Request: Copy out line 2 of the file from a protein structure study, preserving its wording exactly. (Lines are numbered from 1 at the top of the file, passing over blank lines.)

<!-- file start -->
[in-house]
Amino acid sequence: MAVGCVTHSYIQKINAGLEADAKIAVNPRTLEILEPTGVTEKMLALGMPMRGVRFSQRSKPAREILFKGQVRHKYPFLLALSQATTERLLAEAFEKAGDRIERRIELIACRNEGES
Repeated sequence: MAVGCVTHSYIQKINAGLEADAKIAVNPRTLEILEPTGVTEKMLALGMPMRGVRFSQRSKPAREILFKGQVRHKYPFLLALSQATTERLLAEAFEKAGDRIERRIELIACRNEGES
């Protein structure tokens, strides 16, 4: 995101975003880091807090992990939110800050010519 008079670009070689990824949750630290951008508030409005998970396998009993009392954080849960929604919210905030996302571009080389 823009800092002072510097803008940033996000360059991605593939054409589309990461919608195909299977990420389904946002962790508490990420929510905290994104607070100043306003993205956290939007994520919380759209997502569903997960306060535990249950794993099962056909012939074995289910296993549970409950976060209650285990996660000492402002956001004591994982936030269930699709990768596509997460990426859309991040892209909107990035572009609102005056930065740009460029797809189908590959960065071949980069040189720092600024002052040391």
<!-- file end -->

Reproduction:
Amino acid sequence: MAVGCVTHSYIQKINAGLEADAKIAVNPRTLEILEPTGVTEKMLALGMPMRGVRFSQRSKPAREILFKGQVRHKYPFLLALSQATTERLLAEAFEKAGDRIERRIELIACRNEGES